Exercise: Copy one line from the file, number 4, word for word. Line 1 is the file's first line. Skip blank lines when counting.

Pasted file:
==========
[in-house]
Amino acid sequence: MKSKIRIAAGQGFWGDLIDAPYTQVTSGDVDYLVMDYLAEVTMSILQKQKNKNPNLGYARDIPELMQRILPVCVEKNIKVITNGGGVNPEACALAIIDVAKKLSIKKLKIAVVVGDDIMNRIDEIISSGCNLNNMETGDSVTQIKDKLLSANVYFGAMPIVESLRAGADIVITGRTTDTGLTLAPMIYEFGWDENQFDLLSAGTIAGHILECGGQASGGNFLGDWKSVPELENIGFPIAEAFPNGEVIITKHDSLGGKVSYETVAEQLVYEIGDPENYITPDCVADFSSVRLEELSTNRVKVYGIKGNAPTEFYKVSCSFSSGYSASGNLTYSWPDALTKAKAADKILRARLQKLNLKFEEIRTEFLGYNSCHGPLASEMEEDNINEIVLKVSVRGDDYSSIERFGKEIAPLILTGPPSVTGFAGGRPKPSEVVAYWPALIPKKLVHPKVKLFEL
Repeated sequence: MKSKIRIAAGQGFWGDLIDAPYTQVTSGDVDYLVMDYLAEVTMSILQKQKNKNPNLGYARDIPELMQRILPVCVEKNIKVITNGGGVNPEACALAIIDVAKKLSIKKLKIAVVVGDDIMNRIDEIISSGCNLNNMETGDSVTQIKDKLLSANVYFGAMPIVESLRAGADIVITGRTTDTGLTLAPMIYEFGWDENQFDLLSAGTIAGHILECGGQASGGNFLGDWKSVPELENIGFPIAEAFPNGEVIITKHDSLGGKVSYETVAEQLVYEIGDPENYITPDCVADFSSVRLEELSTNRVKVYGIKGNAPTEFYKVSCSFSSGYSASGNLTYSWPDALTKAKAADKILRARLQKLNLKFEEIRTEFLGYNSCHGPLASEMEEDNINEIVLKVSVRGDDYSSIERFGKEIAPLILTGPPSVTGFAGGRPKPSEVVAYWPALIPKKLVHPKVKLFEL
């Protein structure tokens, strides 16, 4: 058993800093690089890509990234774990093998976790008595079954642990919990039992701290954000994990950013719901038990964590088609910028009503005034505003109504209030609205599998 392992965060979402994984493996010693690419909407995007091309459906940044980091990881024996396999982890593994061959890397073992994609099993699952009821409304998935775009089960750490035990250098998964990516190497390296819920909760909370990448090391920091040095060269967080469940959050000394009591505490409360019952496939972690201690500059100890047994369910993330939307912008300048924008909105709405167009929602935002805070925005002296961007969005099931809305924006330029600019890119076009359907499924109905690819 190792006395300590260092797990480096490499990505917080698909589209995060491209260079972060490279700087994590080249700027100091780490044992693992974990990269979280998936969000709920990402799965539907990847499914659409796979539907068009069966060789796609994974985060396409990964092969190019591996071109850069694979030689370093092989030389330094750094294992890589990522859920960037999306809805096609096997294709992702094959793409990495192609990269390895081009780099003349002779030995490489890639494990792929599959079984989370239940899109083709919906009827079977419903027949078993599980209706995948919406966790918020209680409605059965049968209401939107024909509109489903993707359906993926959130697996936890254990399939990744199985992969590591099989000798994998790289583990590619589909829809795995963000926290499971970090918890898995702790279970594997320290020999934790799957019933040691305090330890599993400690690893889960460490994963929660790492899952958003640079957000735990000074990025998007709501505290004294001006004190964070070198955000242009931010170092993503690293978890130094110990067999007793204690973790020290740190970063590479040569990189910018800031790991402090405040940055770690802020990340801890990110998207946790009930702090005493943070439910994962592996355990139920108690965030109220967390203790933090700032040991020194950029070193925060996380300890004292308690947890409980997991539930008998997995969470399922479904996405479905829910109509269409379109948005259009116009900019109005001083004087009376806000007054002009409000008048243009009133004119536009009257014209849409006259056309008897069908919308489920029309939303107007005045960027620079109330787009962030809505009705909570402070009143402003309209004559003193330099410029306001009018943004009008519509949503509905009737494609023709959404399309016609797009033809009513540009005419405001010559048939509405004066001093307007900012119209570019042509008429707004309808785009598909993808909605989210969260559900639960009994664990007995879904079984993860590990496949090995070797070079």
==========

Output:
């Protein structure tokens, strides 16, 4: 058993800093690089890509990234774990093998976790008595079954642990919990039992701290954000994990950013719901038990964590088609910028009503005034505003109504209030609205599998 392992965060979402994984493996010693690419909407995007091309459906940044980091990881024996396999982890593994061959890397073992994609099993699952009821409304998935775009089960750490035990250098998964990516190497390296819920909760909370990448090391920091040095060269967080469940959050000394009591505490409360019952496939972690201690500059100890047994369910993330939307912008300048924008909105709405167009929602935002805070925005002296961007969005099931809305924006330029600019890119076009359907499924109905690819 190792006395300590260092797990480096490499990505917080698909589209995060491209260079972060490279700087994590080249700027100091780490044992693992974990990269979280998936969000709920990402799965539907990847499914659409796979539907068009069966060789796609994974985060396409990964092969190019591996071109850069694979030689370093092989030389330094750094294992890589990522859920960037999306809805096609096997294709992702094959793409990495192609990269390895081009780099003349002779030995490489890639494990792929599959079984989370239940899109083709919906009827079977419903027949078993599980209706995948919406966790918020209680409605059965049968209401939107024909509109489903993707359906993926959130697996936890254990399939990744199985992969590591099989000798994998790289583990590619589909829809795995963000926290499971970090918890898995702790279970594997320290020999934790799957019933040691305090330890599993400690690893889960460490994963929660790492899952958003640079957000735990000074990025998007709501505290004294001006004190964070070198955000242009931010170092993503690293978890130094110990067999007793204690973790020290740190970063590479040569990189910018800031790991402090405040940055770690802020990340801890990110998207946790009930702090005493943070439910994962592996355990139920108690965030109220967390203790933090700032040991020194950029070193925060996380300890004292308690947890409980997991539930008998997995969470399922479904996405479905829910109509269409379109948005259009116009900019109005001083004087009376806000007054002009409000008048243009009133004119536009009257014209849409006259056309008897069908919308489920029309939303107007005045960027620079109330787009962030809505009705909570402070009143402003309209004559003193330099410029306001009018943004009008519509949503509905009737494609023709959404399309016609797009033809009513540009005419405001010559048939509405004066001093307007900012119209570019042509008429707004309808785009598909993808909605989210969260559900639960009994664990007995879904079984993860590990496949090995070797070079």